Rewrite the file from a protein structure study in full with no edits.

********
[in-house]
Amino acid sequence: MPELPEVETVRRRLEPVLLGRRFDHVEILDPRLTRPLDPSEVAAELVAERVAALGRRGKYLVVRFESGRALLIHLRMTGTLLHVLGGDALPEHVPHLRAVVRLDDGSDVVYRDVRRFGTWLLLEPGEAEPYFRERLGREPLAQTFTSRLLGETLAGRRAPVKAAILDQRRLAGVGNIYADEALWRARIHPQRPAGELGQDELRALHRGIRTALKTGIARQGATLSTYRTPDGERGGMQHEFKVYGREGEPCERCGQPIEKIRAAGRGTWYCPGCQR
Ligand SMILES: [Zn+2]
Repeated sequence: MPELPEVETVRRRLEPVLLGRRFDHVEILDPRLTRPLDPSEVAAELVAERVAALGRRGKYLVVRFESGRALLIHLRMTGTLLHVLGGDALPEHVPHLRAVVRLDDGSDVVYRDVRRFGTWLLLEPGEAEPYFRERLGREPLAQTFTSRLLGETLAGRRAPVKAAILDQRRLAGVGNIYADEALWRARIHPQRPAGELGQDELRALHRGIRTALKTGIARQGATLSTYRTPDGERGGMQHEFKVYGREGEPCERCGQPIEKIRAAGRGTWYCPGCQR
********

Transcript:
[in-house]
Amino acid sequence: MPELPEVETVRRRLEPVLLGRRFDHVEILDPRLTRPLDPSEVAAELVAERVAALGRRGKYLVVRFESGRALLIHLRMTGTLLHVLGGDALPEHVPHLRAVVRLDDGSDVVYRDVRRFGTWLLLEPGEAEPYFRERLGREPLAQTFTSRLLGETLAGRRAPVKAAILDQRRLAGVGNIYADEALWRARIHPQRPAGELGQDELRALHRGIRTALKTGIARQGATLSTYRTPDGERGGMQHEFKVYGREGEPCERCGQPIEKIRAAGRGTWYCPGCQR
Ligand SMILES: [Zn+2]
Repeated sequence: MPELPEVETVRRRLEPVLLGRRFDHVEILDPRLTRPLDPSEVAAELVAERVAALGRRGKYLVVRFESGRALLIHLRMTGTLLHVLGGDALPEHVPHLRAVVRLDDGSDVVYRDVRRFGTWLLLEPGEAEPYFRERLGREPLAQTFTSRLLGETLAGRRAPVKAAILDQRRLAGVGNIYADEALWRARIHPQRPAGELGQDELRALHRGIRTALKTGIARQGATLSTYRTPDGERGGMQHEFKVYGREGEPCERCGQPIEKIRAAGRGTWYCPGCQR